The government-appointed panel is hoped to resolve a months-long loggerhead between the Supreme Court and the military over civilian detentions.
Pakistani judiciary to investigate military over 1,600 missing persons
ISLAMABAD // Pakistan's government has intervened to end an embarrassing public spat between the judiciary and army over hundreds of people believed to be in the custody of military intelligence agencies. A confrontation had been brewing since March 2, when the Supreme Court hinted that it would summon the heads of military intelligence agencies to account for some 1,600 missing people, most of them detained on suspicion of involvement in militant and nationalist insurgencies in the North West Frontier and Balochistan provinces.
With neither side prepared to budge, the government stepped in on March 18 by appointing a judicial commission, comprising a retired justice of the Supreme Court and two former High Court judges, to investigate the issue. The commission has been given similar powers to that of the Supreme Court, including summoning military officers to give testimony, said Latif Khosa, the attorney general. However, the commission is likely to hold its proceedings behind closed doors, taking the case out of the public domain, at least until it delivers its findings, analysts said.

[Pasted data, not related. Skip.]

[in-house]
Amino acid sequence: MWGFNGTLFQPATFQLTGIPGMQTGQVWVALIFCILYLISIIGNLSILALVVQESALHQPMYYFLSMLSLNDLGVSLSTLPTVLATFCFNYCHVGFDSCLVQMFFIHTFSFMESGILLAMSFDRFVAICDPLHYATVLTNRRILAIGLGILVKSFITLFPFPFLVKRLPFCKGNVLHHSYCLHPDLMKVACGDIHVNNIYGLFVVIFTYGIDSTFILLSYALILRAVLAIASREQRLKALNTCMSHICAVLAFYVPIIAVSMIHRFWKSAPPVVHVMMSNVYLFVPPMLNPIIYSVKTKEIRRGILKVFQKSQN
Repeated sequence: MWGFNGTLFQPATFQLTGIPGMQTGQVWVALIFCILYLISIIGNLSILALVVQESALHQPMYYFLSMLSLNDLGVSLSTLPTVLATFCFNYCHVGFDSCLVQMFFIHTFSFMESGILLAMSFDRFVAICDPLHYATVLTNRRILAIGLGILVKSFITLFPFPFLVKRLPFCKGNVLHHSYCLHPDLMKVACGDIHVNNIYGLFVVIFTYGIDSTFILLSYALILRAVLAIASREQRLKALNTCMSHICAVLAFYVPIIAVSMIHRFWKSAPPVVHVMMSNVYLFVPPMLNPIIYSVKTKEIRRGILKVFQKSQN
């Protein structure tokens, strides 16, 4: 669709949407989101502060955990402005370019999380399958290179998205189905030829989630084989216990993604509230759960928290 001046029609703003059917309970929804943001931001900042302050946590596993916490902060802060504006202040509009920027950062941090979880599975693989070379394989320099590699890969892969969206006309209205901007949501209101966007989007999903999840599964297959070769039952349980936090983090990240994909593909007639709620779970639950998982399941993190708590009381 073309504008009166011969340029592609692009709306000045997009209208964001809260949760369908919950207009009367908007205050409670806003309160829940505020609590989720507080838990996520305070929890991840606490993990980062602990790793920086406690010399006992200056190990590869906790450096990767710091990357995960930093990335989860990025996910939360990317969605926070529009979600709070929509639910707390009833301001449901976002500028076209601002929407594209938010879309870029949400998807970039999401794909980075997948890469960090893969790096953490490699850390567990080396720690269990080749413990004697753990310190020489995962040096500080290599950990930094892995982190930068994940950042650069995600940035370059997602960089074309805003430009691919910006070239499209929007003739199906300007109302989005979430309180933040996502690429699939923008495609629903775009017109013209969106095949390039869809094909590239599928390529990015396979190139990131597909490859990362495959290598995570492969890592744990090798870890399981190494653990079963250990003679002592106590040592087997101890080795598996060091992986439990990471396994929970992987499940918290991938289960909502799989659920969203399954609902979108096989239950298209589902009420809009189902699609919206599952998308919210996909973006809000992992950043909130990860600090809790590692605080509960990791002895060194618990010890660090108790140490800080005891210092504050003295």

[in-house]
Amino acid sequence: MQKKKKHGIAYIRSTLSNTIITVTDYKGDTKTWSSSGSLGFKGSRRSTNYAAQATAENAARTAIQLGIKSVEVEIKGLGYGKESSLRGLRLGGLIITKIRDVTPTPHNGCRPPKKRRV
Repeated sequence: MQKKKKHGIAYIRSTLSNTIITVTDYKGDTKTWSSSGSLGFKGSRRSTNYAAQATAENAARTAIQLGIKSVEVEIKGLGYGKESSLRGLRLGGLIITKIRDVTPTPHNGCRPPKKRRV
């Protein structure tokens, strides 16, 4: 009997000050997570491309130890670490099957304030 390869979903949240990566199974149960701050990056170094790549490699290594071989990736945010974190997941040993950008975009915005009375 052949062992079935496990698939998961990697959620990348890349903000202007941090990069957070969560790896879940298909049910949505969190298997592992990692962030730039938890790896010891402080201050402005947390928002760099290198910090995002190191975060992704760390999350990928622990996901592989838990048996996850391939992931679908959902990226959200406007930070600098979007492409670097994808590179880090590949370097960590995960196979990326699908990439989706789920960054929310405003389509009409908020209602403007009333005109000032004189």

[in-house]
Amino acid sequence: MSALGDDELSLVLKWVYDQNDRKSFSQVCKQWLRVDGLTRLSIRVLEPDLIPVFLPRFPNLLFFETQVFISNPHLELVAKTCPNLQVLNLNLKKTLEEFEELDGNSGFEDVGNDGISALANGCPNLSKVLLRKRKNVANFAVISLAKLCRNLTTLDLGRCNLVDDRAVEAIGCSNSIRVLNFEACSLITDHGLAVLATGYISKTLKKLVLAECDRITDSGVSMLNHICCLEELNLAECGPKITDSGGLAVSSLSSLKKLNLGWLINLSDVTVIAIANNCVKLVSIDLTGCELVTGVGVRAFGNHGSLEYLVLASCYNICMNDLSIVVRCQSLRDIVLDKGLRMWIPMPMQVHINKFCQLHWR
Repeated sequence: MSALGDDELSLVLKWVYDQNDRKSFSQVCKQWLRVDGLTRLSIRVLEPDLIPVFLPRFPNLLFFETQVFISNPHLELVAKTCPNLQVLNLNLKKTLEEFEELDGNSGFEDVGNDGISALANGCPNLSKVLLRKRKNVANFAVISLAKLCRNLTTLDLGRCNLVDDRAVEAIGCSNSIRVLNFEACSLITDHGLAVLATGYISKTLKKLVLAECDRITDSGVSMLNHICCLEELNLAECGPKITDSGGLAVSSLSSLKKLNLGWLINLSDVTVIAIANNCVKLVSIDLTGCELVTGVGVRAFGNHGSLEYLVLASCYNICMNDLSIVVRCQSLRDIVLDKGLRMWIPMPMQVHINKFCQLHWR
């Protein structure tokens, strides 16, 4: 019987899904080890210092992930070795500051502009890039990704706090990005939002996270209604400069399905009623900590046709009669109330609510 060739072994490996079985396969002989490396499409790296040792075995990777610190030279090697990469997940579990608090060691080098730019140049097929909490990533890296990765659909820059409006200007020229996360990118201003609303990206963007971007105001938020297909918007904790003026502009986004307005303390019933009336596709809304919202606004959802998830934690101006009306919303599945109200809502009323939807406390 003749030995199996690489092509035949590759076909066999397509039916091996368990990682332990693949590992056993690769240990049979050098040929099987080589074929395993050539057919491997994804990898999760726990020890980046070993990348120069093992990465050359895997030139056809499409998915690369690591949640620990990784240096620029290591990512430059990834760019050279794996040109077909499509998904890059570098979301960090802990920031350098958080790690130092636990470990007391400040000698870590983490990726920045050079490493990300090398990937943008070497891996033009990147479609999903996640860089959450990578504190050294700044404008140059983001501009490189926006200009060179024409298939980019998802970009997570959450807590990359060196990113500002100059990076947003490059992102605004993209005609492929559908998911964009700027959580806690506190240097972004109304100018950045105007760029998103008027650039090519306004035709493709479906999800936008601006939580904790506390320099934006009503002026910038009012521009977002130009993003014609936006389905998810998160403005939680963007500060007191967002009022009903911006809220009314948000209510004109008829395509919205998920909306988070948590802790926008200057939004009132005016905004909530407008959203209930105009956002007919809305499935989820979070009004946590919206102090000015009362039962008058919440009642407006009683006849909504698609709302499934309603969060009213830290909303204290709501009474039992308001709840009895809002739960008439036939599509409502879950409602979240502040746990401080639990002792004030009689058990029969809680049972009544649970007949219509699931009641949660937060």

Three judges of the Supreme Court, who, since January, have been hearing petitions filed by families of the missing persons and human rights organisations, had repeatedly voiced frustration with the slow response to their orders for reports on the status of the detainees. Having vowed to deliver judgment on the case, a highly emotive issue in Pakistan, by February, the court was not given a definitive report about the number of missing persons by the government until the end of that month.
The government said some 1,600 people had been reported missing from 2005 up to the end of 2008, but failed to give account for hundreds of people detained since, prompting Justice Javed Iqbal, the senior judge, to observe that the number of persons whose whereabouts were unaccounted for had risen, rather than fallen, during the hearing of the case. The court had given the government until March 18 to submit a detailed report on the status of all missing persons, saying it would deliver its final ruling by the end of the month.